Technical Amendments. In a separate rule, the Agency promulgated “Technical Amendments” revising numerous substantive requirements of NSPS OOOOa. EPA issued the final “Technical Amendments” after responding to more than 500,000 comments on the proposed technical amendments published in September 2018. A summary of notable revisions is provided below:
|Summary of Revisions|
|Fugitive Emissions Monitoring at Well Sites and Compressor Stations||As compared to previous quarterly monitoring requirements, semi-annual fugitive emissions monitoring is required for compressor stations.|
|Semi-annual fugitive emissions monitoring is required for non-low production well sites (i.e., greater than or equal to 15 barrels of oil equivalent per day for the first 30 days of production).|
|Fugitive emission monitoring requirements do not apply at low production well sites (i.e., less than 15 barrels of oil equivalent per day for the first 30 days of production).|
|Initial monitoring must be conducted within 90, as opposed to 60, days after the startup of production.|
|A new definition of “modification” for an existing source separate tank battery surface site clarifies the types of changes that trigger regulatory requirements.|
|Storage Vessels||Potential VOC emissions across certain controlled and manifolded storage vessels may be averaged to determine applicability.|
|Onshore Natural Gas Processing Plants||The definition of “capital expenditure” uses the Consumer Price Index to calculate the percent of the replacement cost for purposes of determining whether there is a modification triggering the equipment leak standards.|
|Equipment in VOC service for less than 300 hours per year is exempt from monitoring requirements.|
|The initial compliance date applies 180 days after initial startup.|
|Well Completions||Nearby, off-site separators, including production separators, may be used to control emissions during the flowback period, and emissions during certain pre-flowback steps need not be controlled.|
|Pneumatic Pumps||The technical infeasibility exemption for pneumatic pumps is expanded to apply at all well sites, not merely greenfield sites.|
|Closed Vent Systems (CVS)||Pneumatic pump CVS may be monitored for “no detectable emissions” using monthly audio, visual, and olfactory (AVO) monitoring or using optical gas imagery (OGI) at specified frequencies, in addition to annual Method 21 monitoring option.|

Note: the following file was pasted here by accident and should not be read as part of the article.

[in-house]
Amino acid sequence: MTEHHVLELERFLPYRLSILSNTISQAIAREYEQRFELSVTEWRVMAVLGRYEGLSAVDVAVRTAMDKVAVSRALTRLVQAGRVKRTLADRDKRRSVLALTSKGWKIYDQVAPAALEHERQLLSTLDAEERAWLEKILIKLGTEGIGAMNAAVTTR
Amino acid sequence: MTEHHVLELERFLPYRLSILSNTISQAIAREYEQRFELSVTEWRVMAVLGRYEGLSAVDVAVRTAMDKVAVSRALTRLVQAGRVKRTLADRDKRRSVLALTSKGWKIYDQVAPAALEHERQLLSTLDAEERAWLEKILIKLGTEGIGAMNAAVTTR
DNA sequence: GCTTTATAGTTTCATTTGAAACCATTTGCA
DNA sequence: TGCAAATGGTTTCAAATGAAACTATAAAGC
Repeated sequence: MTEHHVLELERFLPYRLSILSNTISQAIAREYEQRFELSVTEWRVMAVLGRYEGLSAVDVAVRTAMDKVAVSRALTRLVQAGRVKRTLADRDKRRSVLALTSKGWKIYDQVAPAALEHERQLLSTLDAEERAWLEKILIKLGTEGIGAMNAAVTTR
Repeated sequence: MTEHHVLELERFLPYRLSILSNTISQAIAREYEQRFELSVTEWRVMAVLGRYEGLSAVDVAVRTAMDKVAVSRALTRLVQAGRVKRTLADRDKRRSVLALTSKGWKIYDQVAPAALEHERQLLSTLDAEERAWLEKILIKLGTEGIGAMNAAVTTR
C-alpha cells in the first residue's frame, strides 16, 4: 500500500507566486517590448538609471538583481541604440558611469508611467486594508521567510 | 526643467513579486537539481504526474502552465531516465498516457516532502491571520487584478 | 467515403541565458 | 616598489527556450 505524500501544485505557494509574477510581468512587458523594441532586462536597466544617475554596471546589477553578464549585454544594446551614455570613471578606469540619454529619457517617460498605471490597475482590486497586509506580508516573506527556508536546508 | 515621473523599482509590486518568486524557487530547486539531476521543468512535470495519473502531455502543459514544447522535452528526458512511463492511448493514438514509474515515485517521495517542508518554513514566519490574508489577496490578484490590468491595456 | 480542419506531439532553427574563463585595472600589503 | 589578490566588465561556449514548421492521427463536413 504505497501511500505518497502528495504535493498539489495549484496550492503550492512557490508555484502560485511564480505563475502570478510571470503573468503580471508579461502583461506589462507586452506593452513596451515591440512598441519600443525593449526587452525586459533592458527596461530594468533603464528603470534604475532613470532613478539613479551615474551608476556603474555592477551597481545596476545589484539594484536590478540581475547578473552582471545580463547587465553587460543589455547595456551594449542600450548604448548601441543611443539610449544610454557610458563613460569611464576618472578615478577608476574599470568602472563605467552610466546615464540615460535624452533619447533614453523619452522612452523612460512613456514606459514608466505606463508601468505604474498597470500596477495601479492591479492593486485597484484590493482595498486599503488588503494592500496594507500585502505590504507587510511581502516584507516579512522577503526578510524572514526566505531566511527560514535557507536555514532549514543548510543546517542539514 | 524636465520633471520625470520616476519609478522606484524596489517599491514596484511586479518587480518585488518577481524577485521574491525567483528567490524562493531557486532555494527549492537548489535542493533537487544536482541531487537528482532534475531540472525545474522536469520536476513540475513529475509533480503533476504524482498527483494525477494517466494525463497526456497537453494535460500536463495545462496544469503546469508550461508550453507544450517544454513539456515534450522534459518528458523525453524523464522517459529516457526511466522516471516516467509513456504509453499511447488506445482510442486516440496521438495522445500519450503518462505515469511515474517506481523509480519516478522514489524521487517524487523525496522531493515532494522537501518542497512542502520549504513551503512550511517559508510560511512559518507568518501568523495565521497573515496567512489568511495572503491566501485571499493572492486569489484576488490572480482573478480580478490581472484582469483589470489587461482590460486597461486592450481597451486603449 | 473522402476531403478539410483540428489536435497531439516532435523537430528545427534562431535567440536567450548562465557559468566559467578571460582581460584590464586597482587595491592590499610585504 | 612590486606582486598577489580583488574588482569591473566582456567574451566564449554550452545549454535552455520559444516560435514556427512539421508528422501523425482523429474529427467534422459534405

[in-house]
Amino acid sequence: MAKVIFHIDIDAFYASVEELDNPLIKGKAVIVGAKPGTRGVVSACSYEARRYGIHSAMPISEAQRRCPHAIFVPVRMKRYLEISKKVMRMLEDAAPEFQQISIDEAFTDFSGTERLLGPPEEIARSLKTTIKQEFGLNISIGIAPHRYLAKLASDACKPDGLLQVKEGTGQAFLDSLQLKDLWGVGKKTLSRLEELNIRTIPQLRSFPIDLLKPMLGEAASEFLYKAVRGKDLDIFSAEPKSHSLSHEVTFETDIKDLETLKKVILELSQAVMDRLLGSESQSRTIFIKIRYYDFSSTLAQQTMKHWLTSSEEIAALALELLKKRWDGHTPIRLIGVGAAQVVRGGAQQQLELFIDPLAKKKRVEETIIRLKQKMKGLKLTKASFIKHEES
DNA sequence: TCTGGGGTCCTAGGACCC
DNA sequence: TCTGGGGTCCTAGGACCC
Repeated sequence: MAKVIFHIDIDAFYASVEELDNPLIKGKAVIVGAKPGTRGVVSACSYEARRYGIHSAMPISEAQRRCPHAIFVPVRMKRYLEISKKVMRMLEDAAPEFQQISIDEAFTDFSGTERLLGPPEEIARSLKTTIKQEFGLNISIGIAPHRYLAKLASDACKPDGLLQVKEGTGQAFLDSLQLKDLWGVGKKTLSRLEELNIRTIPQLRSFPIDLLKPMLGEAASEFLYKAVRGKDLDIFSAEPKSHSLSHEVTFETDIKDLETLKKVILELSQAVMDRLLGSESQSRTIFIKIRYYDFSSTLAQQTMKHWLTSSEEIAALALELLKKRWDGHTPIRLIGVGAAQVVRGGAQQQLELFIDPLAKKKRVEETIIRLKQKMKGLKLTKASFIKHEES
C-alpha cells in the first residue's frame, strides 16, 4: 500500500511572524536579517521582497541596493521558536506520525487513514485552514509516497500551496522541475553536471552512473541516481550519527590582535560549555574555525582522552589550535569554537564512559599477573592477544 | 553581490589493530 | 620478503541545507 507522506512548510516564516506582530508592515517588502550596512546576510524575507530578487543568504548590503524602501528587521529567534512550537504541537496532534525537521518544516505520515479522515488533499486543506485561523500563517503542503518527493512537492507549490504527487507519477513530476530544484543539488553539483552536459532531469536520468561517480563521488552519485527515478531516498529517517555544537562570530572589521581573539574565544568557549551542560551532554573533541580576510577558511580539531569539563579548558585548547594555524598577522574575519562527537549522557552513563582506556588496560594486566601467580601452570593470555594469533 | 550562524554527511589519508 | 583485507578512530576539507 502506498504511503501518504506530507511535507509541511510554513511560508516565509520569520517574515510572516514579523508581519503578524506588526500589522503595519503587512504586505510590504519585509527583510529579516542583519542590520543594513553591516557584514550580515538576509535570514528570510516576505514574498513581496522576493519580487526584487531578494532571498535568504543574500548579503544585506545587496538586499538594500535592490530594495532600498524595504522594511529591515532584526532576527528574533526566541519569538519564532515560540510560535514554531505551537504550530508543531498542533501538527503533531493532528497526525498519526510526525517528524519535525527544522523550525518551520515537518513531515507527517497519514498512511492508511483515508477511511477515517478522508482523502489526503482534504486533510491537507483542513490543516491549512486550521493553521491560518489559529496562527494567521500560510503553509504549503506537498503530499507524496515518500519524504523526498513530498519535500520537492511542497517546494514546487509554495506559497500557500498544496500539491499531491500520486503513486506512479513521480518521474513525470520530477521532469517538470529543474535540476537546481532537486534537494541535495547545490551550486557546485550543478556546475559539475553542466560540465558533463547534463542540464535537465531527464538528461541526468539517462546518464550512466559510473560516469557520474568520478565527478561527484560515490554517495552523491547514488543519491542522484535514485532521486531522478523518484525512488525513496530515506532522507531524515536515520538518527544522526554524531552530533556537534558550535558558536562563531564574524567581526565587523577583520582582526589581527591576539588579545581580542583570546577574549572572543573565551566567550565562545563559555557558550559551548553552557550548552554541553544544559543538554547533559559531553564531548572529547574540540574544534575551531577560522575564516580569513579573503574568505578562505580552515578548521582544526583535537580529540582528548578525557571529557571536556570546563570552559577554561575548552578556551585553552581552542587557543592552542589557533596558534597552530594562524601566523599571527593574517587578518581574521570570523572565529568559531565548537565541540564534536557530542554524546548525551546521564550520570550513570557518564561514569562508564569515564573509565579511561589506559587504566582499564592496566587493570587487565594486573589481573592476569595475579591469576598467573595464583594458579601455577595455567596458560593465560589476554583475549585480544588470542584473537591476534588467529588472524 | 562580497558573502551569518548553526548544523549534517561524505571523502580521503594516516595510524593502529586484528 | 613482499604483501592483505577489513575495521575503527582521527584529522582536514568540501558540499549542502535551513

|Storage tank CVS may be monitored for “no detectable emissions” using OGI at specified frequencies, in addition to annual Method 21 and monthly AVO monitoring options.|
|Alternative Means of Emission Limitation (AMEL)||An AMEL satisfying certain criteria may be granted after notice, following an opportunity for a public hearing, “based on the Administrator’s judgment.”|
|For certain individual well sites and/or compressor stations, EPA has adopted alternative fugitive emissions programs as AMEL that have been established in specific states, including Pennsylvania and Ohio.|
These are some of the many revisions included in the 235-page pre-publication version of the Technical Amendments. The less onerous fugitive emissions monitoring requirements and other changes offering additional compliance options and flexibility included in the Technical Amendments are good news for many oil and natural gas producers and processors, particularly smaller operators. The changes will ease compliance burdens, and EPA estimates that the Technical Amendments will save the oil and natural gas industry $100 million in compliance costs each year.
Conclusion. Lawsuits challenging the Rules are likely, with lawsuits challenging the Policy Amendments almost certain to be filed. State attorneys general and environmental groups have vowed to challenge one or both Rules. The oil and natural gas industry itself is divided on the Policy Amendments in particular, with some large energy companies voicing opposition to EPA’s removal of methane from the NSPS. Other oil and gas producers have provided their full support for these changes, including those related to methane. Litigation and the November election may affect the future of these Rules.
For questions about the Rules or air emissions regulations for the oil and natural gas industry generally, please contact Julie R. Domike at (202) 853-3453 or firstname.lastname@example.org, Michael H. Winek at (412) 394-6538 or email@example.com, Gina N. Falaschi at (202) 853-3483 or firstname.lastname@example.org, or Gary E. Steinbauer at (412) 394-6590 or email@example.com.